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  • 3 Post By Ronald Roe

Thread: Am i selling myself short?

  1. #1
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    Am i selling myself short?

    So im just starting to do web design as a side job in college. What i do to save some time is get a bootstrap template and customize it to the customers needs, rearranging things around adding a certain gallery design etc. I am charing $200 for the dev of the site and also helping he customer out with hosting and changing things on the website when ever things need to be changed. Is all this too little or too much for a website? If so how should i go about charging clients.

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  3. #2
    Senior Member Ronald Roe's Avatar
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    You're probably going a bit too cheap, though considering you don't have a lot of experience, I wouldn't go hiking your prices just yet. What you're doing requires no skill and very little knowledge to execute. It is essentially the lowest form of what web developers and designers pride themselves in creating. What you do have going for you is that the customer probably won't know that most of the time if you don't tell them. That's something you can work into your pricing model.

    To answer your original question, no, you aren't selling yourself short. You are, however selling me and everyone else around here short. Not that you should stop. You're trying to pull in some money while you're in college. Press on, but understand that this model hurts the industry as a whole.
    Ron Roe
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    "If every app were designed using the same design template, oh wait...Bootstrap."

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    So would you recommend using bootstrap as a framework and designing everything custom made for the customer ? As in custom home page etc... ?? Making my own "templates" and if the customer want something unique make it custome made and built it with bootstrap? Im trying to understand why many charge $500 for a webpage when anyone could go get a template and fill it in themselves (unless you try to add things and dont kow CSS and html and some javascript)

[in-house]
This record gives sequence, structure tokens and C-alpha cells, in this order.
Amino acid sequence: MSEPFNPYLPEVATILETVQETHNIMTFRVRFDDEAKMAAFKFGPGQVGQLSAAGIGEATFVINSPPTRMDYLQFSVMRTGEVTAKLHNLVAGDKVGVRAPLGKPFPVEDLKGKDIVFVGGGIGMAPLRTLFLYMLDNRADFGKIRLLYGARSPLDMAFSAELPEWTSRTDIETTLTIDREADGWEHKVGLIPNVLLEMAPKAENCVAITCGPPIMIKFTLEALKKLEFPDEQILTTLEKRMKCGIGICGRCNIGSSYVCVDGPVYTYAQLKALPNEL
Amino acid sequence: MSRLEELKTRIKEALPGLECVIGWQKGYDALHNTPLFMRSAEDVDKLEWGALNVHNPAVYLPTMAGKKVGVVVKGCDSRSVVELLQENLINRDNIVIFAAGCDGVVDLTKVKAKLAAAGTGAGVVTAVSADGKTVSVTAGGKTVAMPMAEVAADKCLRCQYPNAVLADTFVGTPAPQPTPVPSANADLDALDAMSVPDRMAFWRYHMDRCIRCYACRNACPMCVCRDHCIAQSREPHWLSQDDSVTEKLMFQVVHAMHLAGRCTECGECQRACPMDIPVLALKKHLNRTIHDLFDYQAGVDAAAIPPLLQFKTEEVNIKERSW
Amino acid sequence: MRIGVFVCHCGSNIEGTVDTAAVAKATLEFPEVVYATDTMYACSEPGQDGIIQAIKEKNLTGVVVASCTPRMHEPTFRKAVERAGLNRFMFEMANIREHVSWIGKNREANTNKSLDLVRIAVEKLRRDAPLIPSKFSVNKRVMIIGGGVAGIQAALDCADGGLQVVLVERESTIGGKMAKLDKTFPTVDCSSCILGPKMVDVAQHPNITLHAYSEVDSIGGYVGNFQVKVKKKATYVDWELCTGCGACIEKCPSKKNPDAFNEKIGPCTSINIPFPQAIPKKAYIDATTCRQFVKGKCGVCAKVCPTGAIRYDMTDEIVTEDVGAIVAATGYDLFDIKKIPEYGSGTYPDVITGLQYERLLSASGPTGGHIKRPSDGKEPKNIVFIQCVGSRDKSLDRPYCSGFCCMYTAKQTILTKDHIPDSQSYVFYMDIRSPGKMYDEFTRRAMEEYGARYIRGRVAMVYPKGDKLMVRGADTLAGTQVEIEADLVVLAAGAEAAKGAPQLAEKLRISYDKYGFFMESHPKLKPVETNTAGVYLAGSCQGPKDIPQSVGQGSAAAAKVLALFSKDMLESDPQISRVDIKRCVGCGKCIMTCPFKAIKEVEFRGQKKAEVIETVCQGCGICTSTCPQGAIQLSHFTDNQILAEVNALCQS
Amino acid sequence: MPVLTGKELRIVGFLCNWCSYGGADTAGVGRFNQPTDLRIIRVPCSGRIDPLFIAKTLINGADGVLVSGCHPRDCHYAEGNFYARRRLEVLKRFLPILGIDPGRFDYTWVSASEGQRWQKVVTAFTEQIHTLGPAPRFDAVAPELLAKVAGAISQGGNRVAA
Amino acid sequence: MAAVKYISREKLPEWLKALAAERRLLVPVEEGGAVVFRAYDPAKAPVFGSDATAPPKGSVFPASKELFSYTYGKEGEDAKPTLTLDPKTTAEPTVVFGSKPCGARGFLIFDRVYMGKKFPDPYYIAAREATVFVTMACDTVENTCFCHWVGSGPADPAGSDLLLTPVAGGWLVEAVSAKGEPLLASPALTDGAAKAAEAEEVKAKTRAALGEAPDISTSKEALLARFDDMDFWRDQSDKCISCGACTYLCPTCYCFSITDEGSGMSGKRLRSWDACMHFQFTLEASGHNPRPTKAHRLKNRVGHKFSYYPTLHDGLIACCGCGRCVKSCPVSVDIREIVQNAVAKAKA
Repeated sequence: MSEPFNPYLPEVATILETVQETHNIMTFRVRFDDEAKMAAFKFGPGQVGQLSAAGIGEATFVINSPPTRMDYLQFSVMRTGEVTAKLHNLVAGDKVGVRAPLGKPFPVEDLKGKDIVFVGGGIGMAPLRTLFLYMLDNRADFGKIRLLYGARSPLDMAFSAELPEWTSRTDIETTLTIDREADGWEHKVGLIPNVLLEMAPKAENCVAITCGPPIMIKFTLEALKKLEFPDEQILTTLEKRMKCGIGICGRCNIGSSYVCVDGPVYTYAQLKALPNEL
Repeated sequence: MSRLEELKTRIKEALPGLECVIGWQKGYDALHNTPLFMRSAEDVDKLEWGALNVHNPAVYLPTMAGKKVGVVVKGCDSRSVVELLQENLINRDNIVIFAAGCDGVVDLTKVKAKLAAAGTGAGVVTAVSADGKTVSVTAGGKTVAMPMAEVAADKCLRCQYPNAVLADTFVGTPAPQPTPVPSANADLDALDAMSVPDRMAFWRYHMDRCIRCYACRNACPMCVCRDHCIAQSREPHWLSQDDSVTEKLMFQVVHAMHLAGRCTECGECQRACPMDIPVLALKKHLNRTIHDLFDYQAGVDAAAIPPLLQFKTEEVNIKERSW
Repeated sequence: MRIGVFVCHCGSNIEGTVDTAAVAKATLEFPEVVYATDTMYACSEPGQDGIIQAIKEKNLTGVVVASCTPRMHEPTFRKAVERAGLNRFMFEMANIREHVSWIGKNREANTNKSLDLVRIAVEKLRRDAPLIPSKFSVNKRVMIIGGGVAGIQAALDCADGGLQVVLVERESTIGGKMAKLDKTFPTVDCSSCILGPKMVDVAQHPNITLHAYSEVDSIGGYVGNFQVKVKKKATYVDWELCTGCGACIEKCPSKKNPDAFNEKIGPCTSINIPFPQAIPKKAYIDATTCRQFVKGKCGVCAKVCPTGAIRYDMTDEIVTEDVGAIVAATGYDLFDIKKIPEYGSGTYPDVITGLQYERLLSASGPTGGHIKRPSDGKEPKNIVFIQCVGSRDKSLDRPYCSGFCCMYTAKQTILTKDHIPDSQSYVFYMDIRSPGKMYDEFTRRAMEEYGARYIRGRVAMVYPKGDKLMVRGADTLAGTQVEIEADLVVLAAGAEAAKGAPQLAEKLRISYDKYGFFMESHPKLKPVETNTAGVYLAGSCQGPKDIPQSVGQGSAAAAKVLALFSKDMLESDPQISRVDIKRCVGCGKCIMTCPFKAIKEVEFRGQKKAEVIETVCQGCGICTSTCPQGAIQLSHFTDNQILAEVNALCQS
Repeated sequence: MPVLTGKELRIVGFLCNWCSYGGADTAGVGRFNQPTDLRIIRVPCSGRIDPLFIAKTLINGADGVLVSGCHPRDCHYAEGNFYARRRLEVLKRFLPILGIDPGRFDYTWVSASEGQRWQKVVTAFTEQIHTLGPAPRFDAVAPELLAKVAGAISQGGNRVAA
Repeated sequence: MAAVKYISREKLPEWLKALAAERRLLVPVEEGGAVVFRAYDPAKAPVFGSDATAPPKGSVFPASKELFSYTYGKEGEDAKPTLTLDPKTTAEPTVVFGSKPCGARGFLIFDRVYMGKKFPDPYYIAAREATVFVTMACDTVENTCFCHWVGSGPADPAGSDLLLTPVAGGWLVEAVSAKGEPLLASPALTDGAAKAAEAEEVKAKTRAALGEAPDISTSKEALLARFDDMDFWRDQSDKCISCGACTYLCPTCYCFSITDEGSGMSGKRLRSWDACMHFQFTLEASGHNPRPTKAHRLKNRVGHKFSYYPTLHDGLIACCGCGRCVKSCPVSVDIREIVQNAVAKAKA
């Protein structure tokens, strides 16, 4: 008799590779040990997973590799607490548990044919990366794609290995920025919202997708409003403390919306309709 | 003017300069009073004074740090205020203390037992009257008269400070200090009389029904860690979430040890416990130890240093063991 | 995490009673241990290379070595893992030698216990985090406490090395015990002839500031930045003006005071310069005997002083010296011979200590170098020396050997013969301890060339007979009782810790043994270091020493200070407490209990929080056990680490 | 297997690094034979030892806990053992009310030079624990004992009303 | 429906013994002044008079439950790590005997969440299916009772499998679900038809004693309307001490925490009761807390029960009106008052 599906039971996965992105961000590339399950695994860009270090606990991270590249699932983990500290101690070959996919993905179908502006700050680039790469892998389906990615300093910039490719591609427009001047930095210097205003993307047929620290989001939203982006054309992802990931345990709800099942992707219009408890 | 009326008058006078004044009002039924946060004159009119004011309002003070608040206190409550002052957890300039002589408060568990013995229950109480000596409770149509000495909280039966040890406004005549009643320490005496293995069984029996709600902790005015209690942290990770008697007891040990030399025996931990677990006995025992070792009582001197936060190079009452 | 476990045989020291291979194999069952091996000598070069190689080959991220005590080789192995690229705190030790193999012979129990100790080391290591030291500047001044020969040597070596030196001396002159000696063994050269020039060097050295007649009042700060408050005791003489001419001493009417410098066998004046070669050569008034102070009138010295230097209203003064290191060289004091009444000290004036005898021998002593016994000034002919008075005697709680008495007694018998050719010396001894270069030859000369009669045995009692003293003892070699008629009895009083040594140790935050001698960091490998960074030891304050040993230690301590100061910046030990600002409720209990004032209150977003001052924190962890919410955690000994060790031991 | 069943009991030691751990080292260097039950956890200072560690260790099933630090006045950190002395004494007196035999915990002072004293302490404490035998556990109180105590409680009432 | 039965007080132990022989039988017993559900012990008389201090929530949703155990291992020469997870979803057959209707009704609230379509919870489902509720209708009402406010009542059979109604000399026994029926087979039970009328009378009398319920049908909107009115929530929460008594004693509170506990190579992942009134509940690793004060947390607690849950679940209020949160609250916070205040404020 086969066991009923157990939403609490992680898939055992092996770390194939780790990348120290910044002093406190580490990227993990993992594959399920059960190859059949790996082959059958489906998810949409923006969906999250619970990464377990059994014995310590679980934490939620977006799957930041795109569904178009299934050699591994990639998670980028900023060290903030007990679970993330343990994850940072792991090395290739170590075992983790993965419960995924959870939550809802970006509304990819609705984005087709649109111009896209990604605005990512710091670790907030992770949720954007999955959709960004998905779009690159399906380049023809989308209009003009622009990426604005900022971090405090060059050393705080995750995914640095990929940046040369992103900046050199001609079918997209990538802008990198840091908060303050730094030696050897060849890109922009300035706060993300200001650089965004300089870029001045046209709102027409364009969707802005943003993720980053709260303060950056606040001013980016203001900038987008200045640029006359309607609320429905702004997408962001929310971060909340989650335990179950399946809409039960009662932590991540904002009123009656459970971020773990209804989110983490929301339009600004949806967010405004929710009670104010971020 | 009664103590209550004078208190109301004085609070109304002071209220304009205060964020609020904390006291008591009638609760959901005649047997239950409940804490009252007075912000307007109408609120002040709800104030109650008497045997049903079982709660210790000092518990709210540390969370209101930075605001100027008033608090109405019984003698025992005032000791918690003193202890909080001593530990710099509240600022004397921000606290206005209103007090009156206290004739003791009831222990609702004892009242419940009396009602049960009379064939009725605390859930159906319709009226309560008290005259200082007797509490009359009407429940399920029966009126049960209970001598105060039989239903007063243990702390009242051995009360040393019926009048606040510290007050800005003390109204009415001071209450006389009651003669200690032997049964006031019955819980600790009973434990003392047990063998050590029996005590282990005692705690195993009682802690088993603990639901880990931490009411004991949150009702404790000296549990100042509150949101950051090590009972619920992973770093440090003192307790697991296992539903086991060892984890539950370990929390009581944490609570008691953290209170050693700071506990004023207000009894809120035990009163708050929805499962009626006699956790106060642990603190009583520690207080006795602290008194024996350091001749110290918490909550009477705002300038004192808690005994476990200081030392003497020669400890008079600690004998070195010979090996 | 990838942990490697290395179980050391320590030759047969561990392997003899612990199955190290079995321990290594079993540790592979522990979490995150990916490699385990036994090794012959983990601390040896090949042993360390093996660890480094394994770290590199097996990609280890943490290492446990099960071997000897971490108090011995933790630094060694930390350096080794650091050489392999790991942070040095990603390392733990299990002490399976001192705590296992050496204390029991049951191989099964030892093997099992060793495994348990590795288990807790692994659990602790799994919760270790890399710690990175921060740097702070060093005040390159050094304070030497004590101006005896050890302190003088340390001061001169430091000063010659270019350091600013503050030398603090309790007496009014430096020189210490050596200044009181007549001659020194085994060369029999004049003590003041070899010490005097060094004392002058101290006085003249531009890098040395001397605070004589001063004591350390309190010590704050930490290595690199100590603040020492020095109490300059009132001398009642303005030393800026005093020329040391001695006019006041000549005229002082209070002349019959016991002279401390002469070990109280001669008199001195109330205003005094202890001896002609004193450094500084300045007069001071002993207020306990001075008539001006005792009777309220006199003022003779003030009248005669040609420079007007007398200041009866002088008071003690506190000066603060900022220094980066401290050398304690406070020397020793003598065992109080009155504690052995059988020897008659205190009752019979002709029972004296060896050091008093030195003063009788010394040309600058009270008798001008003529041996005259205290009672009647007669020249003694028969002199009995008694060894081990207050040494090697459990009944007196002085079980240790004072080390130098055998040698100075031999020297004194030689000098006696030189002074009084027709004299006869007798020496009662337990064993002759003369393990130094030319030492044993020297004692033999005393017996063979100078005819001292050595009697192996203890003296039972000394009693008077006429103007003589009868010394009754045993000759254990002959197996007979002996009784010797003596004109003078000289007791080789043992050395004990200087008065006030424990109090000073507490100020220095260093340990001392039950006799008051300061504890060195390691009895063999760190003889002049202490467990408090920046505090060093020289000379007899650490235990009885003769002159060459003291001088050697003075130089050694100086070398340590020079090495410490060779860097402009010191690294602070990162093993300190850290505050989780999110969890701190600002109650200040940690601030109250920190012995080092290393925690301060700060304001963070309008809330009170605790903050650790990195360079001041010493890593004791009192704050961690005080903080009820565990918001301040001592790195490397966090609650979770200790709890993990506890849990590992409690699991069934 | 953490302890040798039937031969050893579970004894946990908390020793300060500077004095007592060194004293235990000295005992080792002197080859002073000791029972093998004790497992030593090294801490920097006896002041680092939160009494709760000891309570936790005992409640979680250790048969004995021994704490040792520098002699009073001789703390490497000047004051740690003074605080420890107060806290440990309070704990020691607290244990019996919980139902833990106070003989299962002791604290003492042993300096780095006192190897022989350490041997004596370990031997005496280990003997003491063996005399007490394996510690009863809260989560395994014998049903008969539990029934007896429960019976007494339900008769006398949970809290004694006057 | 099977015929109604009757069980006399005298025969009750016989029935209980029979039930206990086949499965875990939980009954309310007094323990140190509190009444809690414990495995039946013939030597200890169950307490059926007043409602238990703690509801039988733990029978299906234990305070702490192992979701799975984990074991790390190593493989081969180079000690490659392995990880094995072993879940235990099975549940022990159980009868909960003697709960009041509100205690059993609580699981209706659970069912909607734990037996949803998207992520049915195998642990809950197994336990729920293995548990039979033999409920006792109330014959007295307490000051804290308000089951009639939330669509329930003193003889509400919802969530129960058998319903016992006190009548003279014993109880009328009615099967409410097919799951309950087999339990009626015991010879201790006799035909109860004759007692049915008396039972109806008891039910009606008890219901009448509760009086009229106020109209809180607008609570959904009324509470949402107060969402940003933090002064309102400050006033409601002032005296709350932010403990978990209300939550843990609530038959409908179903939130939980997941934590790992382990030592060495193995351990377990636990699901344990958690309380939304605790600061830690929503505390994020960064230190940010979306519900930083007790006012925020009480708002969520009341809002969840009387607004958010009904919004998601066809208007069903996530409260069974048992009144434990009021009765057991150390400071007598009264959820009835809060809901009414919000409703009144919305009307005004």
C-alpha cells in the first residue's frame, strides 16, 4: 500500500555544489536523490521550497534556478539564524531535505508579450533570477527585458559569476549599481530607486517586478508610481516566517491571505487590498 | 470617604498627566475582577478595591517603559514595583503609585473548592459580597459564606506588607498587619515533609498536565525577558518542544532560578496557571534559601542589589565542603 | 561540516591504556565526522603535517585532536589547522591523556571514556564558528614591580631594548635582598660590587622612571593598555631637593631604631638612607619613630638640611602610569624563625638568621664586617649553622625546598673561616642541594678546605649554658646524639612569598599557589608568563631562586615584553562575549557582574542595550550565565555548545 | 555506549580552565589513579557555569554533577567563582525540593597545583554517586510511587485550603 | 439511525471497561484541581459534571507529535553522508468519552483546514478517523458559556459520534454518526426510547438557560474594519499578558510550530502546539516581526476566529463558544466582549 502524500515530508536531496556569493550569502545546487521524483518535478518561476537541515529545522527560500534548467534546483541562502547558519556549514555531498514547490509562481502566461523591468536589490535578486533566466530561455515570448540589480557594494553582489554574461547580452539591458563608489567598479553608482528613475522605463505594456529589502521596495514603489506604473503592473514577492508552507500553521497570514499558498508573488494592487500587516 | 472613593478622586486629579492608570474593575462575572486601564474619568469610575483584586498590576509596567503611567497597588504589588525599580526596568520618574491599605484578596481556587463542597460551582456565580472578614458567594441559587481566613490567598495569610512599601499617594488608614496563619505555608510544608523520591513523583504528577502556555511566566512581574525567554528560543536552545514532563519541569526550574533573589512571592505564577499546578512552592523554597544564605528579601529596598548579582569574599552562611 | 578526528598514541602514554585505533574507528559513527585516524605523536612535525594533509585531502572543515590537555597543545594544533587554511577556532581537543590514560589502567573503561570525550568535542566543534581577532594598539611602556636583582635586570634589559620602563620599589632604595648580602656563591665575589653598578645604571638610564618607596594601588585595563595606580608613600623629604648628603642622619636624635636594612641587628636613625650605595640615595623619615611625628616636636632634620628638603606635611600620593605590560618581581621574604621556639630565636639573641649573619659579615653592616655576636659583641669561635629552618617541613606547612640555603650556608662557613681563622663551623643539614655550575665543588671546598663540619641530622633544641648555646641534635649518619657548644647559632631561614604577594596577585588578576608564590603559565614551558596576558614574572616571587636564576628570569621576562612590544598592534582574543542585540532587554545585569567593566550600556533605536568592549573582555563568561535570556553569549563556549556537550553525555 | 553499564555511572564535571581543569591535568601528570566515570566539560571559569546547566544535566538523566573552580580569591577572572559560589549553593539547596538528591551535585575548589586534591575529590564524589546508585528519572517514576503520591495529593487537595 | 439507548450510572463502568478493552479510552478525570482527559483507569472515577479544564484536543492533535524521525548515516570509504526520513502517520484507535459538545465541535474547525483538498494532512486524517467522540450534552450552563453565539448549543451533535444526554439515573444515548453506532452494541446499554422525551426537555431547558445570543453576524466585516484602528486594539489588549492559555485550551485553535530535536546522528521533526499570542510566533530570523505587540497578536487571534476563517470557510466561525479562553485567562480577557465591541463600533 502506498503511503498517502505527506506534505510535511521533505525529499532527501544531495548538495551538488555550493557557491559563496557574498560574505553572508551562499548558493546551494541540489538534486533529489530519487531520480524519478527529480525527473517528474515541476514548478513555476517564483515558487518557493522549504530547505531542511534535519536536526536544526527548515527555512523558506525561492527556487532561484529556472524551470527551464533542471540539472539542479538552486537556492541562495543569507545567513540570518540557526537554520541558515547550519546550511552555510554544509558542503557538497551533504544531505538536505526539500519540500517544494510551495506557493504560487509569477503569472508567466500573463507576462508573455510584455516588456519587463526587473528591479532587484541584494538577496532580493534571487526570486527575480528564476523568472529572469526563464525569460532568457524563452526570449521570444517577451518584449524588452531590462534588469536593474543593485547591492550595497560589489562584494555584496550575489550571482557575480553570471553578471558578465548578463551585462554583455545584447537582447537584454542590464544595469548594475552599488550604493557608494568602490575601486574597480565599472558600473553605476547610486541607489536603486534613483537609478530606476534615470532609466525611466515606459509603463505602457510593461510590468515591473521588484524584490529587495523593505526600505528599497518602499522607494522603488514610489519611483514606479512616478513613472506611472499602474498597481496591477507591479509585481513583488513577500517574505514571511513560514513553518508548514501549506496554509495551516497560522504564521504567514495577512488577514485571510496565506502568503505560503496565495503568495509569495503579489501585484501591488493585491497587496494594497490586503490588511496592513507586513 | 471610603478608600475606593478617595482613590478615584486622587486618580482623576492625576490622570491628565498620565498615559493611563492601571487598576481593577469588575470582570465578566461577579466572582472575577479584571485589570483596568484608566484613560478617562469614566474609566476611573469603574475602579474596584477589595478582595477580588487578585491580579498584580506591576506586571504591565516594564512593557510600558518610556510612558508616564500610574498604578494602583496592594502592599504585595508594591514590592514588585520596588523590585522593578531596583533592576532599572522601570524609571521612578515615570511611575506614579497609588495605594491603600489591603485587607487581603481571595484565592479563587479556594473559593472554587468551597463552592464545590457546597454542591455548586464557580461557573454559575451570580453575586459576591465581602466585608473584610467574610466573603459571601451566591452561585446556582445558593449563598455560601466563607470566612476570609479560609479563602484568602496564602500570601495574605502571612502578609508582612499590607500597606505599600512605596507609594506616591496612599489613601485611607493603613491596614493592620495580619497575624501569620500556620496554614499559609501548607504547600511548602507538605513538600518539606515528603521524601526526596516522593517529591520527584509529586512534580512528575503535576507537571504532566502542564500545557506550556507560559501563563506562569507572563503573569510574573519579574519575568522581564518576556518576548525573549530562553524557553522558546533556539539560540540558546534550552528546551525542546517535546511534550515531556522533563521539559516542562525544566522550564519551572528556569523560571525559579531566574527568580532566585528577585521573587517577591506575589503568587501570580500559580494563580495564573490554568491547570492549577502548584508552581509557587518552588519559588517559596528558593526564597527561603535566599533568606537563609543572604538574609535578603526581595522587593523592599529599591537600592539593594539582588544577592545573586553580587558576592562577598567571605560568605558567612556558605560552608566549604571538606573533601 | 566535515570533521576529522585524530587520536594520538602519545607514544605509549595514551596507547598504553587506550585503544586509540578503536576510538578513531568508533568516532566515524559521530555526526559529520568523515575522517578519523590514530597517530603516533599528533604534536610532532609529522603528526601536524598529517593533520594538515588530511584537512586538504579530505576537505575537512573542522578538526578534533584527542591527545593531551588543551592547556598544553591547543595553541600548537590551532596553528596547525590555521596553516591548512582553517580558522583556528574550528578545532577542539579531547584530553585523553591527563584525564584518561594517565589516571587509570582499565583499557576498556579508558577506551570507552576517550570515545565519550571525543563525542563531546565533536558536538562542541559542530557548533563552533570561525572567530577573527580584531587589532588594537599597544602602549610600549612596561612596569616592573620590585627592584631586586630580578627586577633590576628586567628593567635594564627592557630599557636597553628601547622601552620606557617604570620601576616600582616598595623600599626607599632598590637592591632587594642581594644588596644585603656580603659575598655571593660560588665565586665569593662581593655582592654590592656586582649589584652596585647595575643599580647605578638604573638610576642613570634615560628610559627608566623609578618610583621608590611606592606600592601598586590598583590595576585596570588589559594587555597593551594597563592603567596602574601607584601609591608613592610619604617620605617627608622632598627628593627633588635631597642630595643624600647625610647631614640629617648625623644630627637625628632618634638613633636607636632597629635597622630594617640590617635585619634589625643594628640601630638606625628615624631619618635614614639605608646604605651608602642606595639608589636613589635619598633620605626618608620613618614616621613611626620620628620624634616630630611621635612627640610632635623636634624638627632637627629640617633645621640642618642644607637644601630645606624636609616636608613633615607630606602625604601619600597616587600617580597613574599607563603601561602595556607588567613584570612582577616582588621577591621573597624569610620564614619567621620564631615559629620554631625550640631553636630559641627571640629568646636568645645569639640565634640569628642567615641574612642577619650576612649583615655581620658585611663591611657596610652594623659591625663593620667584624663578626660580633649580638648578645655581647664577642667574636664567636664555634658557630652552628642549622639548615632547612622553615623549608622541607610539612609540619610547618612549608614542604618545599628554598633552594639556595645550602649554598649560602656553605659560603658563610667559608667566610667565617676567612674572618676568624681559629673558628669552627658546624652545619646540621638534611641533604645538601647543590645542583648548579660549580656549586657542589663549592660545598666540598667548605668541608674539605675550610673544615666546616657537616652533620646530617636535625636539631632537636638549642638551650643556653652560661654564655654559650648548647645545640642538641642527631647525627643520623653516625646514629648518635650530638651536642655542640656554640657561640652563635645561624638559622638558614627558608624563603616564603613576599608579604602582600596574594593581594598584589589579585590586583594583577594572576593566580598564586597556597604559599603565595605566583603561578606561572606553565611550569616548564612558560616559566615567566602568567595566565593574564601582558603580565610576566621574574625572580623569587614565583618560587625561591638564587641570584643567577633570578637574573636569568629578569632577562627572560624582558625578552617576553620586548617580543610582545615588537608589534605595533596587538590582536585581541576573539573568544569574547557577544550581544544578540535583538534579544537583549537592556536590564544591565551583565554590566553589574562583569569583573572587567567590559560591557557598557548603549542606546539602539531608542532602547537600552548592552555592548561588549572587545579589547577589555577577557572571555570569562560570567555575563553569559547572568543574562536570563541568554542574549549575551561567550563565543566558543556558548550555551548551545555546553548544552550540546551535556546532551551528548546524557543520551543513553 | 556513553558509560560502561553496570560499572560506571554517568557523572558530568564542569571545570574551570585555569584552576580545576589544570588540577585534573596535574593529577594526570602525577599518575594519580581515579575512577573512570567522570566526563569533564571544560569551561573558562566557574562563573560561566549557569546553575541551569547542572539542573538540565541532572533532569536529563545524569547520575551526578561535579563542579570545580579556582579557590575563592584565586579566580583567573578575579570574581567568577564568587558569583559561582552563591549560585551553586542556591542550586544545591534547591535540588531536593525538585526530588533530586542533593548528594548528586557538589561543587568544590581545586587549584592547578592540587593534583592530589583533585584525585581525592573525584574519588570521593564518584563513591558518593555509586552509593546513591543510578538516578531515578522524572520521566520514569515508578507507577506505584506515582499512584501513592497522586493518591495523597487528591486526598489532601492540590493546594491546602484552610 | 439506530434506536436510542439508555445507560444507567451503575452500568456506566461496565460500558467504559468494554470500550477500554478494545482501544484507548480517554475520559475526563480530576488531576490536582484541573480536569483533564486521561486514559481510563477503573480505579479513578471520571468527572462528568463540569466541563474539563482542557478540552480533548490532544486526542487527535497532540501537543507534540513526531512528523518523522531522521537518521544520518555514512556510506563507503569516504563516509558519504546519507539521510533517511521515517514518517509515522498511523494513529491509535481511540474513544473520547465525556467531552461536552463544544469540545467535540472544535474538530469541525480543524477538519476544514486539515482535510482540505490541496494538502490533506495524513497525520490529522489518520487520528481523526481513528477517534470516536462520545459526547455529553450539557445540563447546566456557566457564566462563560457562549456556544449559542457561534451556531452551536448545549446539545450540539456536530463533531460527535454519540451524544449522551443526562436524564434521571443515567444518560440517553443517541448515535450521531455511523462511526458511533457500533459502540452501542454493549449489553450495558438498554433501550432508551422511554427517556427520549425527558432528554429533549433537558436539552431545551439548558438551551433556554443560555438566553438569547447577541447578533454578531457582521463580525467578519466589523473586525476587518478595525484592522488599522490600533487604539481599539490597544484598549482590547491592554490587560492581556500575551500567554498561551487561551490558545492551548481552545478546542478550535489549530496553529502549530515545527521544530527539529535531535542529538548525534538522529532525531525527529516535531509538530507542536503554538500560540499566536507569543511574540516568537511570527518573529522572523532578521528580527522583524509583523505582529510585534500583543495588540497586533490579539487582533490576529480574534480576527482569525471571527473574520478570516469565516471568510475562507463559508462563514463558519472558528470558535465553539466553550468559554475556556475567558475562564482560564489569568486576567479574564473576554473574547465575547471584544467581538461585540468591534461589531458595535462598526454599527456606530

Last edited by logic; Oct 12th, 2016 at 12:18 PM.

  5. #4
    Senior Member Ronald Roe's Avatar
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    My first recommendation is to stop thinking of bootstrap as a mandatory starting point. It is a tool. If it's the right tool for the job, then go for it, but always consider what the frameworks, if any the project needs. That said, if you're wanting to quickly stand up static HTML sites for small business clients whose only need is for a basic online presence or a launch point for customer contact, bootstrap might be the ticket. For most other things, it's too cumbersome.

    Where you go from there really depends on what your goals are. Are you just doing this for extra cash while you're in college, or are you trying to make it your career path? My advice from here will depend entirely on the answer to that question.

    And on questions of price: your price will depend on a lot of factors. Some people are perfectly happy milling out basic sites for $500 or less. Some people get more for the same work. It all depends on your market, your intended customers, skill level, salesmanship, etc. Me? I don't show up for <$1500. But I also don't build static HTML sites anymore. When I did, I made $500-ish. I've also never been a template guy either.
    TheGAME1264, logic and hiitsme like this.
    Ron Roe
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    "If every app were designed using the same design template, oh wait...Bootstrap."

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    Unpaid WDF Intern TheGAME1264's Avatar
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    Ron's given you about the best advice you're going to get. It all comes down to five simple words: "charge what your market dictates".